Actually, I am not a fan of NetLibrary. It is a great resource for large public libraries. However, it is not cost efficient for smaller libraries such as the one where I work. Additionally, NetLibrary doest have sufficient statistical information of its usage. My library recently terminated their subscription with NetLibrary because it would have been some $900.00 for the two or three patrons we knew used the subscription. In short, the subscription just wasn’t worth the money during rough economic times.

However, like I said, e-books and NetLibrary is a great source for larger libraries in urban and semi-urban areas where a majority of patrons own and frequently use MP3 players and other like devices. Listening to an e-book while running or doing local errands sounds like a great idea.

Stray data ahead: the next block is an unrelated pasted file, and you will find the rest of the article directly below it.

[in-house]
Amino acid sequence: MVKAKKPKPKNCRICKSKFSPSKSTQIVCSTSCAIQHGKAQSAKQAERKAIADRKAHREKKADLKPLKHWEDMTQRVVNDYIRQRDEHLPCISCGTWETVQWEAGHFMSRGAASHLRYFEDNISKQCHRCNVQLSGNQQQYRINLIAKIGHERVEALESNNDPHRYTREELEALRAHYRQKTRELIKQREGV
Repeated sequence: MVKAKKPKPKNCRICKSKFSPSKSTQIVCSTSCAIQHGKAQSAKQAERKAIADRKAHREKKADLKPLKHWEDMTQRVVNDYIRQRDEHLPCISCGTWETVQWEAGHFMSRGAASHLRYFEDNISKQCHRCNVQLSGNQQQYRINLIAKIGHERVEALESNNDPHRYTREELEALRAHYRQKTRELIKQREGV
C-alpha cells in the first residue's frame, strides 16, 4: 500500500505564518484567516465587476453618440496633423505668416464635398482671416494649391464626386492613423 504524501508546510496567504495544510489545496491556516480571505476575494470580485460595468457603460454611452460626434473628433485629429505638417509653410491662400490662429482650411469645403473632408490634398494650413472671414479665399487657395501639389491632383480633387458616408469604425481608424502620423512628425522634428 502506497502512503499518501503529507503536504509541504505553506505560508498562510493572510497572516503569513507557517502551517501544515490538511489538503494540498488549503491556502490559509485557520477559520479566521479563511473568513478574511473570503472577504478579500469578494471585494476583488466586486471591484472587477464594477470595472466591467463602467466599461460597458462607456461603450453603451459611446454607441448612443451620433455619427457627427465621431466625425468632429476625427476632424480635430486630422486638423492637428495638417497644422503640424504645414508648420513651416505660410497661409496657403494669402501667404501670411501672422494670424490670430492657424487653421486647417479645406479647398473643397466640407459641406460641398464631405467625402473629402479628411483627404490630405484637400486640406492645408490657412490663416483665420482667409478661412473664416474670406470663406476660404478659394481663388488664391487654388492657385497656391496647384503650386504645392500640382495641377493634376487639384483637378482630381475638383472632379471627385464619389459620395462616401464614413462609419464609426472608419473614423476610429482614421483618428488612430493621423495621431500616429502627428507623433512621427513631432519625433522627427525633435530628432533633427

Thing 21

Podcasts are just fun. They can be anything from an old fashioned murder mystery radio-styled show to lectures to library programs. These are two which caught my interest:

LibVive: Is a podcast about library world news. See what libraries across the world and outside of the US are doing. Listening to this little podcast puts a nice prospective on how libraries are viewed in other countries and the complications they face. Maybe you will find that we are not all that different afterall.

RPG Countdown: This little podcast is a simple review of gaming products and books. This one is perfect for anyone in collection development who wants to improve their library’s collection of gaming books and materials. They also have interviews with authors and publishers. The site is: